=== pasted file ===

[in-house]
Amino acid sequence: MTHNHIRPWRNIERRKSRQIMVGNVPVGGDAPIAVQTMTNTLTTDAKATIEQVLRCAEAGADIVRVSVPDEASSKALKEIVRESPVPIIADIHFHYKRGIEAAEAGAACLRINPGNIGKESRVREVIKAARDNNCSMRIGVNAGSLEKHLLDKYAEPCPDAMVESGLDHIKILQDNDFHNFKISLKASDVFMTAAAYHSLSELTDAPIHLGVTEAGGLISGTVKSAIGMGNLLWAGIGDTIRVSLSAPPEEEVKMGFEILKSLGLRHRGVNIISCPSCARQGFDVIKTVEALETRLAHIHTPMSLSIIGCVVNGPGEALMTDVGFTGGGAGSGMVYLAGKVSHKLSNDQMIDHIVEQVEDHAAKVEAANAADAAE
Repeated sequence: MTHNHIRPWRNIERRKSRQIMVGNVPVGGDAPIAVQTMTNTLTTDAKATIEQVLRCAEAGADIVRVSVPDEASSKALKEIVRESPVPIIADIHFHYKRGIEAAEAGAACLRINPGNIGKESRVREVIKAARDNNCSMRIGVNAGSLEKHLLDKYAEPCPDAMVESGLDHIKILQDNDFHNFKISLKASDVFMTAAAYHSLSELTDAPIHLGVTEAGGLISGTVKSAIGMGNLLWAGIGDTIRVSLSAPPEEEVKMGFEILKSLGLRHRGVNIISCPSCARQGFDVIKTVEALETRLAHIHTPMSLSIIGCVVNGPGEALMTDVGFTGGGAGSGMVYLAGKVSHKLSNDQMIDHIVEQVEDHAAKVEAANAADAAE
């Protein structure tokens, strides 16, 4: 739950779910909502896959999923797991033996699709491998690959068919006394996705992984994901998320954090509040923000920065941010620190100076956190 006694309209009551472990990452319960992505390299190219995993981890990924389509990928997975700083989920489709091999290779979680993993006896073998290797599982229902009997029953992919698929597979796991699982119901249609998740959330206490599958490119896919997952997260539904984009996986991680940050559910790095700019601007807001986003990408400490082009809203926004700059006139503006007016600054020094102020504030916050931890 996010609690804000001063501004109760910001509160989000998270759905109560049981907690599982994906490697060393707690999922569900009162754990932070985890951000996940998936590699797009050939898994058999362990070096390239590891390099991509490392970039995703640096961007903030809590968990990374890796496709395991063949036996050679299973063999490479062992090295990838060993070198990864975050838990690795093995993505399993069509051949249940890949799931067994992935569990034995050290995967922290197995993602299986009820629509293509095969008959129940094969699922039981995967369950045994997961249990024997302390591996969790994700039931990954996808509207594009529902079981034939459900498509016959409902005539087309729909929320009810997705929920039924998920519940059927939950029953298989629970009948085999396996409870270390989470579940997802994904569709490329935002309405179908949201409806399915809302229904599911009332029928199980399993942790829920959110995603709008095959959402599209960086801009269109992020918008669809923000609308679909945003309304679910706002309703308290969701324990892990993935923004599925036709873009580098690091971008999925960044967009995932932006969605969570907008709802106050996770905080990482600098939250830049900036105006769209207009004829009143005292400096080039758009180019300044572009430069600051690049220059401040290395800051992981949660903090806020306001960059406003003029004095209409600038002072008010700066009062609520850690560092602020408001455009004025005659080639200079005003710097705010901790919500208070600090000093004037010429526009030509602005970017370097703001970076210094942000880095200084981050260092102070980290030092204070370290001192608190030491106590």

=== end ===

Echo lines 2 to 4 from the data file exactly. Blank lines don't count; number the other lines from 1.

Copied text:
Amino acid sequence: MTHNHIRPWRNIERRKSRQIMVGNVPVGGDAPIAVQTMTNTLTTDAKATIEQVLRCAEAGADIVRVSVPDEASSKALKEIVRESPVPIIADIHFHYKRGIEAAEAGAACLRINPGNIGKESRVREVIKAARDNNCSMRIGVNAGSLEKHLLDKYAEPCPDAMVESGLDHIKILQDNDFHNFKISLKASDVFMTAAAYHSLSELTDAPIHLGVTEAGGLISGTVKSAIGMGNLLWAGIGDTIRVSLSAPPEEEVKMGFEILKSLGLRHRGVNIISCPSCARQGFDVIKTVEALETRLAHIHTPMSLSIIGCVVNGPGEALMTDVGFTGGGAGSGMVYLAGKVSHKLSNDQMIDHIVEQVEDHAAKVEAANAADAAE
Repeated sequence: MTHNHIRPWRNIERRKSRQIMVGNVPVGGDAPIAVQTMTNTLTTDAKATIEQVLRCAEAGADIVRVSVPDEASSKALKEIVRESPVPIIADIHFHYKRGIEAAEAGAACLRINPGNIGKESRVREVIKAARDNNCSMRIGVNAGSLEKHLLDKYAEPCPDAMVESGLDHIKILQDNDFHNFKISLKASDVFMTAAAYHSLSELTDAPIHLGVTEAGGLISGTVKSAIGMGNLLWAGIGDTIRVSLSAPPEEEVKMGFEILKSLGLRHRGVNIISCPSCARQGFDVIKTVEALETRLAHIHTPMSLSIIGCVVNGPGEALMTDVGFTGGGAGSGMVYLAGKVSHKLSNDQMIDHIVEQVEDHAAKVEAANAADAAE
């Protein structure tokens, strides 16, 4: 739950779910909502896959999923797991033996699709491998690959068919006394996705992984994901998320954090509040923000920065941010620190100076956190 006694309209009551472990990452319960992505390299190219995993981890990924389509990928997975700083989920489709091999290779979680993993006896073998290797599982229902009997029953992919698929597979796991699982119901249609998740959330206490599958490119896919997952997260539904984009996986991680940050559910790095700019601007807001986003990408400490082009809203926004700059006139503006007016600054020094102020504030916050931890 996010609690804000001063501004109760910001509160989000998270759905109560049981907690599982994906490697060393707690999922569900009162754990932070985890951000996940998936590699797009050939898994058999362990070096390239590891390099991509490392970039995703640096961007903030809590968990990374890796496709395991063949036996050679299973063999490479062992090295990838060993070198990864975050838990690795093995993505399993069509051949249940890949799931067994992935569990034995050290995967922290197995993602299986009820629509293509095969008959129940094969699922039981995967369950045994997961249990024997302390591996969790994700039931990954996808509207594009529902079981034939459900498509016959409902005539087309729909929320009810997705929920039924998920519940059927939950029953298989629970009948085999396996409870270390989470579940997802994904569709490329935002309405179908949201409806399915809302229904599911009332029928199980399993942790829920959110995603709008095959959402599209960086801009269109992020918008669809923000609308679909945003309304679910706002309703308290969701324990892990993935923004599925036709873009580098690091971008999925960044967009995932932006969605969570907008709802106050996770905080990482600098939250830049900036105006769209207009004829009143005292400096080039758009180019300044572009430069600051690049220059401040290395800051992981949660903090806020306001960059406003003029004095209409600038002072008010700066009062609520850690560092602020408001455009004025005659080639200079005003710097705010901790919500208070600090000093004037010429526009030509602005970017370097703001970076210094942000880095200084981050260092102070980290030092204070370290001192608190030491106590």